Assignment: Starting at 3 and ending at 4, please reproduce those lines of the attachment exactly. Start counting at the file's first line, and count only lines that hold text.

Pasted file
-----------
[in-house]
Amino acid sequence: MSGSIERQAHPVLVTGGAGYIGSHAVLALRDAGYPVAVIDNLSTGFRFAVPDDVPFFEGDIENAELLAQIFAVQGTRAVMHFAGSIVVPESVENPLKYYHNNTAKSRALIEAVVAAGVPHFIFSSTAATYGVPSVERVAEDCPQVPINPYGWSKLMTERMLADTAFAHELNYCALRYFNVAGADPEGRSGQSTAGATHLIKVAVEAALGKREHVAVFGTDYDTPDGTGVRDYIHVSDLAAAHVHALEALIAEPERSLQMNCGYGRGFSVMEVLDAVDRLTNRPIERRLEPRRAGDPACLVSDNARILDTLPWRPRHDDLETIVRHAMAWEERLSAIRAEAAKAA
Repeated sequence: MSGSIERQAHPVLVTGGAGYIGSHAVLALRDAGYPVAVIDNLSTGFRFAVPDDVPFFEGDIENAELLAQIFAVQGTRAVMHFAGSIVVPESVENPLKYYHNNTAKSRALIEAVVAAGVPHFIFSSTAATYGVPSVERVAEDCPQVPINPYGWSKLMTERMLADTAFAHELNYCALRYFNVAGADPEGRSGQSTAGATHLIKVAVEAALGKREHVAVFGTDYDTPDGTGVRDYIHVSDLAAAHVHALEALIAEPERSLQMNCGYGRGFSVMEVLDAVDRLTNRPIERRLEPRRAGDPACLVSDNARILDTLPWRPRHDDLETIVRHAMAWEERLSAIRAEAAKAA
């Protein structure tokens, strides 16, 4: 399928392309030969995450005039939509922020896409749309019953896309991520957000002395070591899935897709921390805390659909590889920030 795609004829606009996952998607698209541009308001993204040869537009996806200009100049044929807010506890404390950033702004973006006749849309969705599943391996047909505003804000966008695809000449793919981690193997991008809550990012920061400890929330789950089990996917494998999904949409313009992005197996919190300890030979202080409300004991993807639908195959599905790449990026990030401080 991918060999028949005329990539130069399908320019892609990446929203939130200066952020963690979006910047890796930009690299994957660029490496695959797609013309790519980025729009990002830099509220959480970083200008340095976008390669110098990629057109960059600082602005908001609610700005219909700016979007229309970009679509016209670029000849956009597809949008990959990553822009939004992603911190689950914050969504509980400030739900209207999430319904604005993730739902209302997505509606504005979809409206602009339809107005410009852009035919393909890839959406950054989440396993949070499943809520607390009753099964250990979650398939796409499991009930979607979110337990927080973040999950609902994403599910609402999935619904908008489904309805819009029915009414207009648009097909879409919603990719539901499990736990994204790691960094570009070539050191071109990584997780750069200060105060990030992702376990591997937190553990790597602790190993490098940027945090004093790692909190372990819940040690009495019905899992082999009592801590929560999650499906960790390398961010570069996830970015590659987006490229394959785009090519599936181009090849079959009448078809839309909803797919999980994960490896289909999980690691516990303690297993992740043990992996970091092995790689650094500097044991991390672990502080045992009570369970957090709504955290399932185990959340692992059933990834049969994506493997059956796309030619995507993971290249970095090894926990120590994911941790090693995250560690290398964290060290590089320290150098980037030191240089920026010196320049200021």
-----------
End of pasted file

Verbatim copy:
Repeated sequence: MSGSIERQAHPVLVTGGAGYIGSHAVLALRDAGYPVAVIDNLSTGFRFAVPDDVPFFEGDIENAELLAQIFAVQGTRAVMHFAGSIVVPESVENPLKYYHNNTAKSRALIEAVVAAGVPHFIFSSTAATYGVPSVERVAEDCPQVPINPYGWSKLMTERMLADTAFAHELNYCALRYFNVAGADPEGRSGQSTAGATHLIKVAVEAALGKREHVAVFGTDYDTPDGTGVRDYIHVSDLAAAHVHALEALIAEPERSLQMNCGYGRGFSVMEVLDAVDRLTNRPIERRLEPRRAGDPACLVSDNARILDTLPWRPRHDDLETIVRHAMAWEERLSAIRAEAAKAA
């Protein structure tokens, strides 16, 4: 399928392309030969995450005039939509922020896409749309019953896309991520957000002395070591899935897709921390805390659909590889920030 795609004829606009996952998607698209541009308001993204040869537009996806200009100049044929807010506890404390950033702004973006006749849309969705599943391996047909505003804000966008695809000449793919981690193997991008809550990012920061400890929330789950089990996917494998999904949409313009992005197996919190300890030979202080409300004991993807639908195959599905790449990026990030401080 991918060999028949005329990539130069399908320019892609990446929203939130200066952020963690979006910047890796930009690299994957660029490496695959797609013309790519980025729009990002830099509220959480970083200008340095976008390669110098990629057109960059600082602005908001609610700005219909700016979007229309970009679509016209670029000849956009597809949008990959990553822009939004992603911190689950914050969504509980400030739900209207999430319904604005993730739902209302997505509606504005979809409206602009339809107005410009852009035919393909890839959406950054989440396993949070499943809520607390009753099964250990979650398939796409499991009930979607979110337990927080973040999950609902994403599910609402999935619904908008489904309805819009029915009414207009648009097909879409919603990719539901499990736990994204790691960094570009070539050191071109990584997780750069200060105060990030992702376990591997937190553990790597602790190993490098940027945090004093790692909190372990819940040690009495019905899992082999009592801590929560999650499906960790390398961010570069996830970015590659987006490229394959785009090519599936181009090849079959009448078809839309909803797919999980994960490896289909999980690691516990303690297993992740043990992996970091092995790689650094500097044991991390672990502080045992009570369970957090709504955290399932185990959340692992059933990834049969994506493997059956796309030619995507993971290249970095090894926990120590994911941790090693995250560690290398964290060290590089320290150098980037030191240089920026010196320049200021």